What is BoomBox
Some years ago I was searching for a portable music box with good sound and a lot of power, being able to be used with a battery. Unfortunately the things I found on the web were very disappointing. They were either cheap or had underwhelming sound. The ones being good were absolutely not affordable.
So I started to think about building a box on my own – and the result is here.
In the meantime I have pimped the box so it is now called BoomBox 2.0. The first version had two 30W sine amplifiers and they turned out to be too weak for putting the crowd into motion (they were constantly clipping), so I reworked the electronics.
As a basis I used two old Pioneer loudspeakers (3-way) which were lying around not being used any more. They have 2x60W sine, so much more than we will ever need. I designed the new housing to match the volume characteristics of the original cases as far as possible to not get into real trouble of re-designing everything.
As you can see in the pictures above, the electronics part is in a small box fully separated and the two left / right areas are separated as well. The front cover was a bit more complicated to get it as small as possible:
It took a bit of Excel math to get all the sizes right to be able to start to assemble it (see downloads).
I used two major components available from Alibaba:
a 600W step up converter increasing the 12V being available to 50V for the amp module a TAS5630 based 300W Stereo Class-D Audio Power Amp Amplifier Board To get the temperature down, I included two fans with a reduced supply voltage to make their noise acceptable. As a result from the v1.0 of the Box (which had a tone control which was never used), I included a gain amp because e.g. an iPad has a very low volume headphone out.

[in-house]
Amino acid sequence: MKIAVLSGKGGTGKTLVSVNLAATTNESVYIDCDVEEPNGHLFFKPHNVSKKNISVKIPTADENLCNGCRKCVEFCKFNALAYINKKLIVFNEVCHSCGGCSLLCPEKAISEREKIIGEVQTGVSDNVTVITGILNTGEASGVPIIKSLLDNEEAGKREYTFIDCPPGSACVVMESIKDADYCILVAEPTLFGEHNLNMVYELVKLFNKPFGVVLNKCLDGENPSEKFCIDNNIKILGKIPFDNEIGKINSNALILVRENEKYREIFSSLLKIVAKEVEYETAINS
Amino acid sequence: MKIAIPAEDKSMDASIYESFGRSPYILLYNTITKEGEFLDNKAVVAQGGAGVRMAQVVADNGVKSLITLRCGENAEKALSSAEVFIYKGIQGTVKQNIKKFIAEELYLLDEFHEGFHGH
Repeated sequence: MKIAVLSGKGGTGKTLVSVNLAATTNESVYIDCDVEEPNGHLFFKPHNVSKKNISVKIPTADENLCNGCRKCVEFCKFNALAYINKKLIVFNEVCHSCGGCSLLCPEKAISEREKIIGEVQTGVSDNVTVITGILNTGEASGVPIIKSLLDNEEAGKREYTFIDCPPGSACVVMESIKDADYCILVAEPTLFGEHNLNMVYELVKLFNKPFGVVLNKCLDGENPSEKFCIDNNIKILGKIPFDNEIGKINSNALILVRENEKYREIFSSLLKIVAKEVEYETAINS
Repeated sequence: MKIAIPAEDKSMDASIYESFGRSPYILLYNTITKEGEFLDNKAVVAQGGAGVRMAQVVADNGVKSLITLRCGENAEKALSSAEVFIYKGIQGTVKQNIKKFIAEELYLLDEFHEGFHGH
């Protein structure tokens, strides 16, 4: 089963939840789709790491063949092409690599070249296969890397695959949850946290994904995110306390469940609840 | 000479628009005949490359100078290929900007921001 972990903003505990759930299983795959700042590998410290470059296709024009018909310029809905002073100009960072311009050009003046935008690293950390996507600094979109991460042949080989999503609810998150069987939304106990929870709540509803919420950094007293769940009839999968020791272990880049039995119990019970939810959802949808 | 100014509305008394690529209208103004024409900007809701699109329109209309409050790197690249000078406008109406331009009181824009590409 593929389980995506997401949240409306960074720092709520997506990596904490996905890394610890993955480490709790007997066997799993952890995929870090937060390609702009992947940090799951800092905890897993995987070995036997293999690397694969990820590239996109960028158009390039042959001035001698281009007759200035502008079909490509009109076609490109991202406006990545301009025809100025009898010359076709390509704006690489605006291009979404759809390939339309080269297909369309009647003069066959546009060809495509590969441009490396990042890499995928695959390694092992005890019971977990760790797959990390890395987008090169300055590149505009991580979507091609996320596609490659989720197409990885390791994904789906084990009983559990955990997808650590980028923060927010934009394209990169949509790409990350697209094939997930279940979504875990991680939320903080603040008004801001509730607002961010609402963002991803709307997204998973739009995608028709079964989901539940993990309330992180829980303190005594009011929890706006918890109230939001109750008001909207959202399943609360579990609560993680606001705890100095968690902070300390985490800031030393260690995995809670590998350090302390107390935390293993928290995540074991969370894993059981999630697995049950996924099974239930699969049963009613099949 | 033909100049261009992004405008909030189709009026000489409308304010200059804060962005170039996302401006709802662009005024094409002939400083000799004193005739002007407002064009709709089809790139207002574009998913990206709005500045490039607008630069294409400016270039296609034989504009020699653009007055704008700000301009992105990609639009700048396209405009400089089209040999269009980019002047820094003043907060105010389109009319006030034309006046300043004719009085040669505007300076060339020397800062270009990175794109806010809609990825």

The audio wiring is quite simple:
Starting at the RCA jacks it goes straight to the volume fader and then to the input of the gain circuit From there to the input of the TAS module
Far more complicated as the fans are polluting the supply voltage heavily and different GND potentials are evil.
We got three supply voltages:
- the incoming 12V from the battery,
- 5V for the fans generated from the 12V by a 7805 IC
- 50V coming from the inverter back
- another supply getting us 24V from the 50V (to stay on the same ground potential) for the gain circuit
- The 12V is buffered with a 10000uF cap
- The 50V is buffered with two 4700F caps
Hence the Inverter is a beast when starting up, sucking almost every power supply to death and producing 50V rectangle pulses on the power supply, a soft start was designed for it. So a 1.2Ohm resistor is used when the system is powered on to make the inverter start slowly filling the caps. After 20 seconds, the resistor is shortened by a relay.
Although the TAS module has a speaker protection build in, a loud “plop” was almost killing the speakers. So I added another small circuit, connecting the speakers after 20 seconds to the amp module. This is the same module used for the inverter slow start relay.
The gain amp is build around a NE5534 op amp being considered as low noise. It gives you an gain from 3 dB to 20 dB max, which is far more than necessary for the devices being used as audio source. It is really crucial that this one here gets the power from a source behind the inverter – crazy noise are otherwise unavoidable as the inverter pulses are transferred to the op amp.
I used the service of a Germany based company to get the front cover designed and CNCed for me – this was bit more expensive, but the v1.0 front cover which I was doing on my own took me ages and did not look good in the end. You can see the two 25X25X10 mm fans being mounted (one directing in, one out) which are slowed down by using only 5V power supply – far more air than we need.
There is only special thingy here: the RCA jacks are fully isolated and not connected to the front, as again the GNDs will be mixed up otherwise.
Putting it all together:
- 2x 150W sine amp (will be lower as the inverter will not give that much power)
- gain control from 1.5 to 10
- voltage revearsal proof (by a clever relay based circuit)
- With my 26AH dry fit battery, this lasts more than 8h at unbelievable volume (and good sound)